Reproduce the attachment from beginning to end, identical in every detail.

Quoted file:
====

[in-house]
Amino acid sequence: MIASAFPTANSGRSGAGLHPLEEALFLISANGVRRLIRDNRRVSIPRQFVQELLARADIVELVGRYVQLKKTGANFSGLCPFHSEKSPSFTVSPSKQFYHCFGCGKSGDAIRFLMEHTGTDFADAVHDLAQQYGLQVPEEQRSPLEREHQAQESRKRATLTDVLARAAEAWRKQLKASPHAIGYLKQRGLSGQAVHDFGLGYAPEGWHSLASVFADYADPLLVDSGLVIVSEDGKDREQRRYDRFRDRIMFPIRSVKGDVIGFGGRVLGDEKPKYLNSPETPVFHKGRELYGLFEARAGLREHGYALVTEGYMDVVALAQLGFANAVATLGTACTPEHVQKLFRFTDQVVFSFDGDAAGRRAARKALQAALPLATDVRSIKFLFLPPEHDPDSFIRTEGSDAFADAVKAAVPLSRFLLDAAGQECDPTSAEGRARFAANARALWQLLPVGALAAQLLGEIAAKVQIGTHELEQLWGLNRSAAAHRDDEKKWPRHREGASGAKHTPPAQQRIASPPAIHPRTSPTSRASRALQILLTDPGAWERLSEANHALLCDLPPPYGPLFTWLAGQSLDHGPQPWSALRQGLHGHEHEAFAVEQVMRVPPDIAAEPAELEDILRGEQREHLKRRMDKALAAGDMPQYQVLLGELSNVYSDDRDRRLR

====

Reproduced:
[in-house]
Amino acid sequence: MIASAFPTANSGRSGAGLHPLEEALFLISANGVRRLIRDNRRVSIPRQFVQELLARADIVELVGRYVQLKKTGANFSGLCPFHSEKSPSFTVSPSKQFYHCFGCGKSGDAIRFLMEHTGTDFADAVHDLAQQYGLQVPEEQRSPLEREHQAQESRKRATLTDVLARAAEAWRKQLKASPHAIGYLKQRGLSGQAVHDFGLGYAPEGWHSLASVFADYADPLLVDSGLVIVSEDGKDREQRRYDRFRDRIMFPIRSVKGDVIGFGGRVLGDEKPKYLNSPETPVFHKGRELYGLFEARAGLREHGYALVTEGYMDVVALAQLGFANAVATLGTACTPEHVQKLFRFTDQVVFSFDGDAAGRRAARKALQAALPLATDVRSIKFLFLPPEHDPDSFIRTEGSDAFADAVKAAVPLSRFLLDAAGQECDPTSAEGRARFAANARALWQLLPVGALAAQLLGEIAAKVQIGTHELEQLWGLNRSAAAHRDDEKKWPRHREGASGAKHTPPAQQRIASPPAIHPRTSPTSRASRALQILLTDPGAWERLSEANHALLCDLPPPYGPLFTWLAGQSLDHGPQPWSALRQGLHGHEHEAFAVEQVMRVPPDIAAEPAELEDILRGEQREHLKRRMDKALAAGDMPQYQVLLGELSNVYSDDRDRRLR